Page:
What makes science good? How do we know who to trust? How can the public contribute to scientific research?
With the rise in science denial and public mistrust of science, it is increasingly important to find answers to these questions and develop effective ways of communicating scientific findings to the public. Join us to discuss these questions and more during our online Q&A event hosted by Professor Rachel Ankeny who convenes the Public Engagement in Science and Technology Adelaide (PESTA) research cluster at the University of Adelaide.
Professor Frank Grützner will use the EchidnaCSI project as an example of how citizen science can be a powerful approach to advance scientific research, public engagement and education with the primary goal to produce tangible outcomes for species conservation.
Professor Veronica Soebarto and Dr Helen Barrie will share their experience in using citizen science to engage older people and the community more broadly in the co-design of public and green spaces.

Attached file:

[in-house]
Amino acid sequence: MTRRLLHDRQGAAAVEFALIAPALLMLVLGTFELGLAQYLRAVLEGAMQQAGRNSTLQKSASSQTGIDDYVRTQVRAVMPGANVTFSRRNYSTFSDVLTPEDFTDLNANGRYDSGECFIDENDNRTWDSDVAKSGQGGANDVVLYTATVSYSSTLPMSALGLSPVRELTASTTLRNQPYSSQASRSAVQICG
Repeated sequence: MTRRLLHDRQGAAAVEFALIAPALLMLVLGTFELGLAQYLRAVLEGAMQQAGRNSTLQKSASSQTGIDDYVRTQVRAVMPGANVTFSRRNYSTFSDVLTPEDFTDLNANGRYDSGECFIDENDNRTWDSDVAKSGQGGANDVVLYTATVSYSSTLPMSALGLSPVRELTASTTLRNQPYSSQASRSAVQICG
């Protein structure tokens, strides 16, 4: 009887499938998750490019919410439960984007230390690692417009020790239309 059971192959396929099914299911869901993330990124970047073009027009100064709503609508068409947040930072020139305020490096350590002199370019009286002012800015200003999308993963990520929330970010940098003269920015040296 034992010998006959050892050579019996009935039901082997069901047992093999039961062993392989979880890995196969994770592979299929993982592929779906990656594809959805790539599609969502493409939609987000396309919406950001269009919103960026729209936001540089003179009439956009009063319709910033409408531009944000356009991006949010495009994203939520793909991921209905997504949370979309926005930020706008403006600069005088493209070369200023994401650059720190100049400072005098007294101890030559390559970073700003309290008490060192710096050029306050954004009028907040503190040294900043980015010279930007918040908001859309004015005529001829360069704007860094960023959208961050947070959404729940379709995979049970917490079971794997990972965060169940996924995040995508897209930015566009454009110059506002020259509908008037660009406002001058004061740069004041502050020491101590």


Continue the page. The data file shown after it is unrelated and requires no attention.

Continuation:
Dr Kim Barbour will explore the notion of trust by discussing markers of expertise and relevance in online scientific discussions.
Professor Sean Connell will talk about the innate attraction of communicating optimism and the influence it can yield in driving positive change, not only by enhancing public engagement but also by encouraging effective collaboration among science, government, public and industry sectors.
Dr Ian Musgrave will discuss the concept of communicating risk in a time of uncertainty. He will consider the role of trust when information and responses evolve rapidly, using various drugs being tested for use against COVID-19 as examples.
To attend, please register here.